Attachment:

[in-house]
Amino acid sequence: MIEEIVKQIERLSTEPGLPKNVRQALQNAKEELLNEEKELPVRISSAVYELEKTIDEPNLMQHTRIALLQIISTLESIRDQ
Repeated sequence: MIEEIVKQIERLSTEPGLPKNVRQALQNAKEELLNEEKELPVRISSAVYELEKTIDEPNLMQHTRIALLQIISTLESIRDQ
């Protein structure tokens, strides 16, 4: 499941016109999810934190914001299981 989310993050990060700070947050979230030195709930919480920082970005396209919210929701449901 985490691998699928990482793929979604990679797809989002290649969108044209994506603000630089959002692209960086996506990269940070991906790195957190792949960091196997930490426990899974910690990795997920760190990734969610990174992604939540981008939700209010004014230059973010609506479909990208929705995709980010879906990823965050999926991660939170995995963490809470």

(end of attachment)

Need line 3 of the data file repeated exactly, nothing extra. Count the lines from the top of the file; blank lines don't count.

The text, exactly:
Repeated sequence: MIEEIVKQIERLSTEPGLPKNVRQALQNAKEELLNEEKELPVRISSAVYELEKTIDEPNLMQHTRIALLQIISTLESIRDQ